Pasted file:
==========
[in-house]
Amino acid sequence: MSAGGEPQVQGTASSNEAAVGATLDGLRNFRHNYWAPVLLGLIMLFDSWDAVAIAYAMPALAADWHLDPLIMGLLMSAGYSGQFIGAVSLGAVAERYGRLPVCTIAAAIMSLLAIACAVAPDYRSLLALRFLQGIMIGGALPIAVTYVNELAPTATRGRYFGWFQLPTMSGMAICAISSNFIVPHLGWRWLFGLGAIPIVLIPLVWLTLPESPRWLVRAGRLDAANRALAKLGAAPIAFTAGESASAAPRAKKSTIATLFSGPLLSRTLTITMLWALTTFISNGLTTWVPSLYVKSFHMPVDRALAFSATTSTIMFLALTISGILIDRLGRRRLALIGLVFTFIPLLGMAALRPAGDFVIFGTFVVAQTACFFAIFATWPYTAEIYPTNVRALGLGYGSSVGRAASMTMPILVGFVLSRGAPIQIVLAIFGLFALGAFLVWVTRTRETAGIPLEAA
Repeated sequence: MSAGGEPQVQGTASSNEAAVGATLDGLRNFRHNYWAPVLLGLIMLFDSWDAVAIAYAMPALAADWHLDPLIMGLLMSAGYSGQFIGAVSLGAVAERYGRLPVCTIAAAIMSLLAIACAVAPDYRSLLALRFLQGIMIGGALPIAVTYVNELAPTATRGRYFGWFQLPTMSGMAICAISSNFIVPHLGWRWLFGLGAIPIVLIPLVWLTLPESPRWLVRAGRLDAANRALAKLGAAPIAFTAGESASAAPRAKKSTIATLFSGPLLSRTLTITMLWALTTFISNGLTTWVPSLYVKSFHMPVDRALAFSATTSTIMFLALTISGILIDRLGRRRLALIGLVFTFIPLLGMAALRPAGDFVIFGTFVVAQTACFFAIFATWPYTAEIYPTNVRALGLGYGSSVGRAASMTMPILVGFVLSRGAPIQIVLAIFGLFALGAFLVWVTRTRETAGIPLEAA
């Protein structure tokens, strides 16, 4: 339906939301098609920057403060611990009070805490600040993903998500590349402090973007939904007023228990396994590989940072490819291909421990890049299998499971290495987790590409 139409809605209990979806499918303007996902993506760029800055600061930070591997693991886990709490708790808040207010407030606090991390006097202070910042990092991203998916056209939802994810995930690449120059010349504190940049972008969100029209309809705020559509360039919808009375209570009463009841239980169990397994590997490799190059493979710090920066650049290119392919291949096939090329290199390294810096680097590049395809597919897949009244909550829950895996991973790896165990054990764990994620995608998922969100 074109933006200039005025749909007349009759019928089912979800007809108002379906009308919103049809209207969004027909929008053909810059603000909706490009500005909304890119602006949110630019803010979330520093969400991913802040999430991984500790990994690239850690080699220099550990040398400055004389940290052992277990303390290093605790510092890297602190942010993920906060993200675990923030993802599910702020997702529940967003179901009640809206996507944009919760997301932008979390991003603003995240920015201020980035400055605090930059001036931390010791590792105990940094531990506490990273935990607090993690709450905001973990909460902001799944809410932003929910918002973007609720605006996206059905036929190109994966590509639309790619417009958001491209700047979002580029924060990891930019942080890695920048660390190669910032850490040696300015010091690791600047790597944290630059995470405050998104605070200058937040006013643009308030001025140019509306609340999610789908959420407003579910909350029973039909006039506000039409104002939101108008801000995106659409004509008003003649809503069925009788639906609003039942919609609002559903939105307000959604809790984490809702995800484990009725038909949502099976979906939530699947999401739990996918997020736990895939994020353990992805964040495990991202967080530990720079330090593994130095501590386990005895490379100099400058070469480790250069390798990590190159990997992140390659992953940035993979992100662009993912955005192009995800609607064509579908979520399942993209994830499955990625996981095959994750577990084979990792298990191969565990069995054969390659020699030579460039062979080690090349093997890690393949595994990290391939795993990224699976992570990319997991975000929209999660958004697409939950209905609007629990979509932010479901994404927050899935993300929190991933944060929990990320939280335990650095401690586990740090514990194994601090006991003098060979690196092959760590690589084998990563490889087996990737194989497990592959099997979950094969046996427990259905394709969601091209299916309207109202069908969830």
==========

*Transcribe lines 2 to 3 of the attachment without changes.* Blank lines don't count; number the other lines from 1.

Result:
Amino acid sequence: MSAGGEPQVQGTASSNEAAVGATLDGLRNFRHNYWAPVLLGLIMLFDSWDAVAIAYAMPALAADWHLDPLIMGLLMSAGYSGQFIGAVSLGAVAERYGRLPVCTIAAAIMSLLAIACAVAPDYRSLLALRFLQGIMIGGALPIAVTYVNELAPTATRGRYFGWFQLPTMSGMAICAISSNFIVPHLGWRWLFGLGAIPIVLIPLVWLTLPESPRWLVRAGRLDAANRALAKLGAAPIAFTAGESASAAPRAKKSTIATLFSGPLLSRTLTITMLWALTTFISNGLTTWVPSLYVKSFHMPVDRALAFSATTSTIMFLALTISGILIDRLGRRRLALIGLVFTFIPLLGMAALRPAGDFVIFGTFVVAQTACFFAIFATWPYTAEIYPTNVRALGLGYGSSVGRAASMTMPILVGFVLSRGAPIQIVLAIFGLFALGAFLVWVTRTRETAGIPLEAA
Repeated sequence: MSAGGEPQVQGTASSNEAAVGATLDGLRNFRHNYWAPVLLGLIMLFDSWDAVAIAYAMPALAADWHLDPLIMGLLMSAGYSGQFIGAVSLGAVAERYGRLPVCTIAAAIMSLLAIACAVAPDYRSLLALRFLQGIMIGGALPIAVTYVNELAPTATRGRYFGWFQLPTMSGMAICAISSNFIVPHLGWRWLFGLGAIPIVLIPLVWLTLPESPRWLVRAGRLDAANRALAKLGAAPIAFTAGESASAAPRAKKSTIATLFSGPLLSRTLTITMLWALTTFISNGLTTWVPSLYVKSFHMPVDRALAFSATTSTIMFLALTISGILIDRLGRRRLALIGLVFTFIPLLGMAALRPAGDFVIFGTFVVAQTACFFAIFATWPYTAEIYPTNVRALGLGYGSSVGRAASMTMPILVGFVLSRGAPIQIVLAIFGLFALGAFLVWVTRTRETAGIPLEAA